The Exterminating Angel

Just as Hitchcock learned how to distill suspense into its purist form, so Luis Buñuel learned how to distill surrealism into its purist form. His best films often have the slimmest of plots. On the surface, The Discreet Charm of the Bourgeoisie (1972) is about a group of people who try to eat a meal together but are always interrupted. At first glance, The Milky Way (1969) is the story of two pilgrims who encounter historical heresies along their journey.

The Exterminating Angel (1962) is another wonderfully complex Buñuel film that’s spun from a deceptively simple idea. A group of society friends gather at the home of an aristocrat. As the evening progresses, the servants feel compelled to leave, while the guests feel compelled to stay. If you’ve ever wondered what happens when house guests refuse to leave, this film will illustrate that nightmare. Why can’t they leave? Could they leave if they really wanted to? These are the kinds of questions that flow from this powerful plot device.

There has been a fair amount of speculation about the title of this film. Is Buñuel using a poetic phrase with no direct connection in order to provide an associative lift? Or is there a deeper, more subtle meaning (always a possibility with Buñuel)? Here’s what Raymond Durgnat had to say about the matter in his book Luis Bunuel:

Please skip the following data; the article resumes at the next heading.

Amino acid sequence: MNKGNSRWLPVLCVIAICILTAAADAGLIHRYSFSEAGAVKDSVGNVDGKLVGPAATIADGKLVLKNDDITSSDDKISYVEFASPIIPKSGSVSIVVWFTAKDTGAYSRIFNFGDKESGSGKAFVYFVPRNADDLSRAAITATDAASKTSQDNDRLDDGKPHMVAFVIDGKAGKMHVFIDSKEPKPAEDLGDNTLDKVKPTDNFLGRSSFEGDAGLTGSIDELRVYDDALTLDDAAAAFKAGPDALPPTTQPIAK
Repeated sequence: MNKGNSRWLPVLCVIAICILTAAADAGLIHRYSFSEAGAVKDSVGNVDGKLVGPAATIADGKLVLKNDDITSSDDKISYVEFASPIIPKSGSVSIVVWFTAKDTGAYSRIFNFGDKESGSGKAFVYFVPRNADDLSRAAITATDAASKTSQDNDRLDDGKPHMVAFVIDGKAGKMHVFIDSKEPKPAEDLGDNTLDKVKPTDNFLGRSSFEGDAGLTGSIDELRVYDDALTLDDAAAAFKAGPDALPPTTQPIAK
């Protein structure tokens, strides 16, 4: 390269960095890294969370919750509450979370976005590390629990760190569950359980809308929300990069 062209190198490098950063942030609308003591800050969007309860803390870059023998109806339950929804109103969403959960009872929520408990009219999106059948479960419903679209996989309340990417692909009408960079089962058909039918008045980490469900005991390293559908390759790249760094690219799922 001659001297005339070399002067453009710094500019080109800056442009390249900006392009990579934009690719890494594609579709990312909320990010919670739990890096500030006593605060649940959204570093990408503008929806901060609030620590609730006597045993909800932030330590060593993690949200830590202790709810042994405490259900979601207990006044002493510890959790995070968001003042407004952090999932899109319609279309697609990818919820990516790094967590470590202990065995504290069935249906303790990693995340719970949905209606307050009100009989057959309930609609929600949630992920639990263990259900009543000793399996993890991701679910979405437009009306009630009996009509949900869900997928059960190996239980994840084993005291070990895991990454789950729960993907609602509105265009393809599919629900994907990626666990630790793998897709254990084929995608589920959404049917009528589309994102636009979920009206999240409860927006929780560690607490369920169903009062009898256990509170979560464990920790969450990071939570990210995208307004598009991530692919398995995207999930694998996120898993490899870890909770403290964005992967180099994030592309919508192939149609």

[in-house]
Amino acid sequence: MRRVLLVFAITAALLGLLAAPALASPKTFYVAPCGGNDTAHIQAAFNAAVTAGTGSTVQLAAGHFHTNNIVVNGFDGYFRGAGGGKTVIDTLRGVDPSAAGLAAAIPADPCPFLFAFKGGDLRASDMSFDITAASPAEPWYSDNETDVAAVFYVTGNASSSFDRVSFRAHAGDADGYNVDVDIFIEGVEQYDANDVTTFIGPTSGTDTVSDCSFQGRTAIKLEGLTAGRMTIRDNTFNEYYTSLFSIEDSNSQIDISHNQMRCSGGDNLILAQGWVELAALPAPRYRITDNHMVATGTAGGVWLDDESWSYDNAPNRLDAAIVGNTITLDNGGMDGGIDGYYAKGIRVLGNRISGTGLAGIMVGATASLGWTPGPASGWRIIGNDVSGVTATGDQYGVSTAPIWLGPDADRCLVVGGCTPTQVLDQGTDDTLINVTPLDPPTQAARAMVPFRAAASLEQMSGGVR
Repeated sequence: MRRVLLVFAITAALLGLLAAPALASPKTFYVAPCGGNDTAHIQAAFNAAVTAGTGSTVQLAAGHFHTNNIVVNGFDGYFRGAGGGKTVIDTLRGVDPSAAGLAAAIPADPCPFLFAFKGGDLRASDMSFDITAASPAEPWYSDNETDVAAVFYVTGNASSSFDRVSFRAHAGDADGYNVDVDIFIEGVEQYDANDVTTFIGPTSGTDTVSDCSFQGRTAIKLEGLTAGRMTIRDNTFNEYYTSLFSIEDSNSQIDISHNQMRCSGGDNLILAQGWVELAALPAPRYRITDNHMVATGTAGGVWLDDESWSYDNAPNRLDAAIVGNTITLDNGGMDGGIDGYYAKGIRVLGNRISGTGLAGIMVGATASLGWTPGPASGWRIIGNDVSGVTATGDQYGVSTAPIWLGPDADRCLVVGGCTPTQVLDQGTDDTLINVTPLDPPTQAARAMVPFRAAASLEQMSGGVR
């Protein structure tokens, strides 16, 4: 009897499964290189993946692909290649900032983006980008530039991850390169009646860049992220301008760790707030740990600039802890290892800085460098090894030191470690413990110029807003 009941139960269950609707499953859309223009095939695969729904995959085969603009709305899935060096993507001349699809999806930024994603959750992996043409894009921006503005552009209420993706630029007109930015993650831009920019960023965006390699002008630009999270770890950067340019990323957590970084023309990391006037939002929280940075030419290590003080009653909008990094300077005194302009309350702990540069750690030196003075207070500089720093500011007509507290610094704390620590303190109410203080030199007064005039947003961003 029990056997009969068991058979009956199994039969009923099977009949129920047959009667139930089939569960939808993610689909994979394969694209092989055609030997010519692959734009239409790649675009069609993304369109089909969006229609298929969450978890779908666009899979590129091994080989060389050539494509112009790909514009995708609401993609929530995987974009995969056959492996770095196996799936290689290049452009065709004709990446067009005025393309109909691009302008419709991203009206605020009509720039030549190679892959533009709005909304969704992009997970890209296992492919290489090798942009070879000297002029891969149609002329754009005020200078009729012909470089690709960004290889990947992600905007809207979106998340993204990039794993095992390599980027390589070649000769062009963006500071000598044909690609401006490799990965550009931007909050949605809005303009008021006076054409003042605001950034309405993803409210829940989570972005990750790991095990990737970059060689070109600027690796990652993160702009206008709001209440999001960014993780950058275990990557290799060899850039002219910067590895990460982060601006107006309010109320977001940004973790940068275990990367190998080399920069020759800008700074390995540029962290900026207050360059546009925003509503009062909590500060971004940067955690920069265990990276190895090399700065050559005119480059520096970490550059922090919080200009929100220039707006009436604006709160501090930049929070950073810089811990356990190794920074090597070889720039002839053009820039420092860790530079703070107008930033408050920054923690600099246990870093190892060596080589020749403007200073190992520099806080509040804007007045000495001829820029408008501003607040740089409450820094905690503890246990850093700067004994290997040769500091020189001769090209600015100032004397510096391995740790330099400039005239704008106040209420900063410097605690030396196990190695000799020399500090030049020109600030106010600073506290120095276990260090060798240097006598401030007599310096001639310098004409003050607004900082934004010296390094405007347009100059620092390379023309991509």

The ‘angel’ is the spiritual climate of bourgeois conformism, drawn to its (desired) conclusion of inner paralysis. The prisoners are trapped in their social roles. Faced with the inexplicable, their rationality decomposes into fetishist fixations. The violence to which they resort is no liberation, has no quality of defiance, and in that respect is totally opposed to the convulsive sadism in L’Age d’Or.

This movie can be enjoyed on many levels. You can watch it as a kind of Twilight Zone episode that sets up a hypothetical premise and unfolds the consequences. You can approach it as social commentary and be amply rewarded with insight into how our lives are outwardly swayed by social, religious, and political influences. Or you can view the story through a psychological prism that reveals the inner turmoil and confusion that grows out of our innate desire to be accepted by others.

And if you think that’s multi-layered, wait until you experience the tone of the film, which cycles from drama to comedy to satire to the grotesque. Sometime all four qualities appear to be operating simultaneously. Sometime two qualities co-exist with one seeming to comment on the other. The complexity is there if you want to experience it, but can be ignored if you just want to settle into a good yarn. That’s what makes Buñuel such an intriguing filmmaker.

The Exterminating Angel
(1962; directed by Luis Buñuel; cable & dvd)
Criterion Collection
List Price: $39.95

Monday, June 25 at 2:00 a.m. eastern (late Sunday night) on Turner Classic Movies